Lance Stroll has claimed his maiden Formula One pole position for the Racing Point team in a thrilling wet-weather qualifying session at the Turkish Grand Prix in Istanbul.

The 22-year-old Canadian staked his claim in enthralling fashion. Heavy rain stretched the session to more than two hours, and even as the weather cleared the standing water combined with the oily bitumen of the freshly laid Istanbul Park circuit to make the track extremely slippery and hard to judge from the cockpit.

Stroll is the first non-Mercedes driver to start from pole this season, with championship leader Lewis Hamilton and title contender Valtteri Bottas starting sixth and ninth respectively in a car that struggled in the conditions.

Lance Stroll will be the first non-Mercedes driver to start from pole this season after a perfectly judged performance in an extraordinary two-hour qualifying marathon for the Turkish Grand Prix.

In treacherously wet and slippery conditions the Canadian was flawless under pressure to beat Red Bull Racing’s Max Verstappen by 0.29s.

Mercedes teammates Lewis Hamilton and Valtteri Bottas qualified sixth and ninth respectively.

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Max Verstappen completed a practice clean sweep at the Turkish Grand Prix in a soaking wet FP3 in Istanbul.

The Red Bull Racing driver’s best effort was a 1m48.48s, enough to be 0.945s quicker than Ferrari’s Charles Leclerc and 1.5s ahead of teammate Alex Albon, but times meant little at the end of the barely representative hour of running that featured precious few flying laps.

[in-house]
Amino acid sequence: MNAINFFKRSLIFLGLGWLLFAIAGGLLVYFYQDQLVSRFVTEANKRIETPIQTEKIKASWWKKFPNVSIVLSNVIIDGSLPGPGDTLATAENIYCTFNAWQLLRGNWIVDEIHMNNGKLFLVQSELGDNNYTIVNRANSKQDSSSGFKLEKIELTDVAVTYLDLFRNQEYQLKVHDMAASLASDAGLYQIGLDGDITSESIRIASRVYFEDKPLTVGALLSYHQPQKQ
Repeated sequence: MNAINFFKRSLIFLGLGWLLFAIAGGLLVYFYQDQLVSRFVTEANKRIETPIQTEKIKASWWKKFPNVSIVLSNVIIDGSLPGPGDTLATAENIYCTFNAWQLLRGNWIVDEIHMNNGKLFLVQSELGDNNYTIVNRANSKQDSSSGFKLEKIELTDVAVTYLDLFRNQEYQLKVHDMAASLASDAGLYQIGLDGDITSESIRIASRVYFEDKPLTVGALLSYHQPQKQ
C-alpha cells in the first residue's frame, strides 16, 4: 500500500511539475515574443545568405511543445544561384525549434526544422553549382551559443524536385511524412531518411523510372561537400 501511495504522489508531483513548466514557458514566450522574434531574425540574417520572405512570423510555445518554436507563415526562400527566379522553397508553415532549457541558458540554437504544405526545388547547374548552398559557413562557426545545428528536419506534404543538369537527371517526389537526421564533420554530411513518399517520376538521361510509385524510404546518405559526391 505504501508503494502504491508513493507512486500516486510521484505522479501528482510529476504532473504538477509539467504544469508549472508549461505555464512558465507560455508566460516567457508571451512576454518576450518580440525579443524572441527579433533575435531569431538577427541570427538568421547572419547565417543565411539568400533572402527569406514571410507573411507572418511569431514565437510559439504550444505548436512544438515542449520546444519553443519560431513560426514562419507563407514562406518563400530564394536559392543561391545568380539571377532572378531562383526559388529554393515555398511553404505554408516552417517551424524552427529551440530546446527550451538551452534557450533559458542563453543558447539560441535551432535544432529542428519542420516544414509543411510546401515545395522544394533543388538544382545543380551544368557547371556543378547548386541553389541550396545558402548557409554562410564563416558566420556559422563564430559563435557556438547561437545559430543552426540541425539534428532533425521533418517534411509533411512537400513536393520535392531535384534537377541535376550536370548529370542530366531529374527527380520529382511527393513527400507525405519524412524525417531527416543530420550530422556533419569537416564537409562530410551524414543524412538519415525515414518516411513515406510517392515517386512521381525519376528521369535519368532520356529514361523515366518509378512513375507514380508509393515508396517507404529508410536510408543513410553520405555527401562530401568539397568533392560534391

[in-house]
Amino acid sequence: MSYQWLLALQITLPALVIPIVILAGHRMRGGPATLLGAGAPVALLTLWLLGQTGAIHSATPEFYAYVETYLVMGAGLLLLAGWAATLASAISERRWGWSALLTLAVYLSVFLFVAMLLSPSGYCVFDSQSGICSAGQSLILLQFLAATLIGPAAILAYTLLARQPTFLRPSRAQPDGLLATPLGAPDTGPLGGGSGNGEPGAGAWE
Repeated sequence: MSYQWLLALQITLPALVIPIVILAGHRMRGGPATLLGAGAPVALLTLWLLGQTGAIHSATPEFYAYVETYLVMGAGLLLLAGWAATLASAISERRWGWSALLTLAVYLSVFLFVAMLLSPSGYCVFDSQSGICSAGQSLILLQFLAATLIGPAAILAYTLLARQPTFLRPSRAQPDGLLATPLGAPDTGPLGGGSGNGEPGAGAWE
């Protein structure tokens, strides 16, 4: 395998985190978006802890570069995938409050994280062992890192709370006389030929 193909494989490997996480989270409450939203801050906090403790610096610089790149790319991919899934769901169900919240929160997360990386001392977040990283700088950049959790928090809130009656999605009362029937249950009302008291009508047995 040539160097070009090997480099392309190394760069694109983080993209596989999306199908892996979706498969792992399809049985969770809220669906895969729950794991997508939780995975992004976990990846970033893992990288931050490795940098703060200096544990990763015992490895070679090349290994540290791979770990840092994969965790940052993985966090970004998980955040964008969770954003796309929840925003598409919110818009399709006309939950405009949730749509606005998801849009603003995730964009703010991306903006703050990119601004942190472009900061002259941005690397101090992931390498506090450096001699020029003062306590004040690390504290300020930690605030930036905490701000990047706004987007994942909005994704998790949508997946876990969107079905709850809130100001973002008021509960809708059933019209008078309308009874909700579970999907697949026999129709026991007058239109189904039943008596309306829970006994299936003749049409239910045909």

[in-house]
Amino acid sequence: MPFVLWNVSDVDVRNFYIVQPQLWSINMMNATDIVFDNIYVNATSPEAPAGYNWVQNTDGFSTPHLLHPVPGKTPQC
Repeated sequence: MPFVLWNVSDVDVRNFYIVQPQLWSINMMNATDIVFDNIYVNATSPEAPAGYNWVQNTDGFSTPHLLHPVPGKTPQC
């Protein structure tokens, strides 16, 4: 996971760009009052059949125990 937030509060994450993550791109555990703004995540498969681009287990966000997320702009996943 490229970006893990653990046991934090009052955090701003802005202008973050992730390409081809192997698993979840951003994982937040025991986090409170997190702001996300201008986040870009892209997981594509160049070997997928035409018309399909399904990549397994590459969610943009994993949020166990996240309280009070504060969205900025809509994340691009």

Drizzle had set in at Istanbul Park 40 minutes before the start of final practice and intensified as the session progressed, turning conditions treacherous.

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Max Verstappen consolidated his place at the top of the time sheet in a greasy afternoon practice session at the Turkish Grand Prix.

The Dutchman topped FP1 earlier in the day when the freshly laid tarmac was treacherously slippery, but with more rubber laid into the Istanbul Park circuit he was able to lower the bar to a more representative 1m28.330s.

He was 0.4s quicker than Ferrari’s Charles Leclerc and almost 0.6s quicker than Mercedes’s Valtteri Bottas, the last title challenger still in contention to overhaul championship leader Lewis Hamilton, who was a further 0.3s adrift in fourth.

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Max Verstappen was quickest in Formula 1’s return to Turkey in a shockingly slippery first practice at Istanbul Park.

The Dutchman took his Red Bull Racing car to the top of the time sheet in the final minutes of the morning session, his 1m35.077s a quarter of a second faster than teammate Alex Albon and 0.4s quicker than Ferrari’s Charles Leclerc.

Lewis Hamilton, aiming to seal his seventh title this weekend, finished in 15th after completing only three laps, while his only title challenger, teammate Valtteri Bottas, finished ninth with four tours.

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I preview the upcoming Turkish Grand Prix.

F1 returns to Intercity Istanbul Park Total Landscaping. Lance Stroll needs a hug. The US election becomes the second most important thing to see some court action.